Bleeding in early pregnancy can be a very worrying symptom, but it is surprisingly common. By definition, bleeding is never normal, and should always be checked by your care provider, even if it just a quick phone call.
Bleeding early in pregnancy may be due to:
- Hormonal changes in early pregnancy
- Implantation bleeding (when the fertilised egg implants in the uterus)
If you see your midwife or doctor for bleeding in early pregnancy, depending on the stage of your pregnancy, they may request blood tests to determine your pregnancy hormone levels, and these may be performed a few days apart to assess the rate of change in the hormone levels. They may also request an ultrasound scan to determine the health and well-being of the baby and help to determine the cause of the bleeding. Generally, ultrasounds are performed in pregnancies beyond 6-8 weeks, while blood tests would be performed in pregnancies that are less than 6-7 weeks. In some cases, your cervix may be examined to ensure that it is closed.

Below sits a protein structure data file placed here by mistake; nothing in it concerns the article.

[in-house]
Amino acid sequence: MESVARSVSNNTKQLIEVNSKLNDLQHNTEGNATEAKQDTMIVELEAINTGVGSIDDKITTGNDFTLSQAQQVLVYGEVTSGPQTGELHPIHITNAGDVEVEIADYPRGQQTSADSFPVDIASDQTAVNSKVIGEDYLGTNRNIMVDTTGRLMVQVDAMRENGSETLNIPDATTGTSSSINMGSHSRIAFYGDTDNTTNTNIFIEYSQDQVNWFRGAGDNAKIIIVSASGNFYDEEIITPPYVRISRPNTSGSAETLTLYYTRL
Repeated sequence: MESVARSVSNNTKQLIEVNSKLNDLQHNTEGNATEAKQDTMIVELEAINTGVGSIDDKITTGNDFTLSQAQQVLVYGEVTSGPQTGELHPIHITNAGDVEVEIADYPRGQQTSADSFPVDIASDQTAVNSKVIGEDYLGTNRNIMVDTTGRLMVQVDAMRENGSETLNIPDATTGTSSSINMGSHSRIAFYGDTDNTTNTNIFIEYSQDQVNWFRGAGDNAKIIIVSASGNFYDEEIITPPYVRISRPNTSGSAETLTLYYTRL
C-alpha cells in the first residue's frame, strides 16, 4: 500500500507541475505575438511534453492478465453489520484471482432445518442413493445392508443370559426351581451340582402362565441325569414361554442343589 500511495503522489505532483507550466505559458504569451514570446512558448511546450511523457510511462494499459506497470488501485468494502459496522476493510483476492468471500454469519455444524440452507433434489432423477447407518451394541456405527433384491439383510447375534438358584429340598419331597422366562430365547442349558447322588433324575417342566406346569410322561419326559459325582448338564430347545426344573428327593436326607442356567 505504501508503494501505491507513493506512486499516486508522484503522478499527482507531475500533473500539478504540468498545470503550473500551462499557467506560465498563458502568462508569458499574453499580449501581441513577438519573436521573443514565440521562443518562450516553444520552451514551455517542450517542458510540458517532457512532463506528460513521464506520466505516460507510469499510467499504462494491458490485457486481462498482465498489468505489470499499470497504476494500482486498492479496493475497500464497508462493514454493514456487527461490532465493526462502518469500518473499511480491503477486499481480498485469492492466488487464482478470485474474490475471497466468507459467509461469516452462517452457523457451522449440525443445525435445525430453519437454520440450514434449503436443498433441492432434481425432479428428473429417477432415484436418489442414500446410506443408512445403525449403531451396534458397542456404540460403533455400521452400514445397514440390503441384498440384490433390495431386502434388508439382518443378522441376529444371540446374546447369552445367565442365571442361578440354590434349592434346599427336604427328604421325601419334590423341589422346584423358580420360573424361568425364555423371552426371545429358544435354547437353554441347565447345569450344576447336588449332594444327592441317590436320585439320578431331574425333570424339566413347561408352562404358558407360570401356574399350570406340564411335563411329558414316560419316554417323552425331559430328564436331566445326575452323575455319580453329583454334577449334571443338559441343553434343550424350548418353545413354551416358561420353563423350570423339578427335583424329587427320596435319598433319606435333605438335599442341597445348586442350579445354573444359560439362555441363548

Most of the time, slight bleeding in early pregnancy resolves and is harmless to the baby, however all bleeding should be checked by your midwife or doctor because sometimes bleeding can be a sign of miscarriage; when this occurs, there is usually cramping and heavy bleeding.
Melissa Maimann is an endorsed eligible midwife in private practice in Sydney. One of the first eligible midwives in Australia, Melissa now offers a range of care options for women including private midwifery care, antenatal shared care and birth support. Visit Melissa's website to learn more about her services.